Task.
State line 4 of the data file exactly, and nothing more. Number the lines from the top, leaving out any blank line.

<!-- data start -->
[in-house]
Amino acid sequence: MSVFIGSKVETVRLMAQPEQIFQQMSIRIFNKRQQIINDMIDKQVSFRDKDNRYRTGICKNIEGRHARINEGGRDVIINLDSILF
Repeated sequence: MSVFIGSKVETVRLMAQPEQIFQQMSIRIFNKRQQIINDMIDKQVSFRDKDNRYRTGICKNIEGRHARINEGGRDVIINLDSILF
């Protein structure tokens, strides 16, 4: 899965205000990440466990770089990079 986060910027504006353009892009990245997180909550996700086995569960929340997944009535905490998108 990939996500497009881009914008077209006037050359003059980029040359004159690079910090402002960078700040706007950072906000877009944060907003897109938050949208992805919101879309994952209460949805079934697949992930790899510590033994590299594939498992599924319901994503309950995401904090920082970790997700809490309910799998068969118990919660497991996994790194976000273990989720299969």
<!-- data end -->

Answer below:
């Protein structure tokens, strides 16, 4: 899965205000990440466990770089990079 986060910027504006353009892009990245997180909550996700086995569960929340997944009535905490998108 990939996500497009881009914008077209006037050359003059980029040359004159690079910090402002960078700040706007950072906000877009944060907003897109938050949208992805919101879309994952209460949805079934697949992930790899510590033994590299594939498992599924319901994503309950995401904090920082970790997700809490309910799998068969118990919660497991996994790194976000273990989720299969």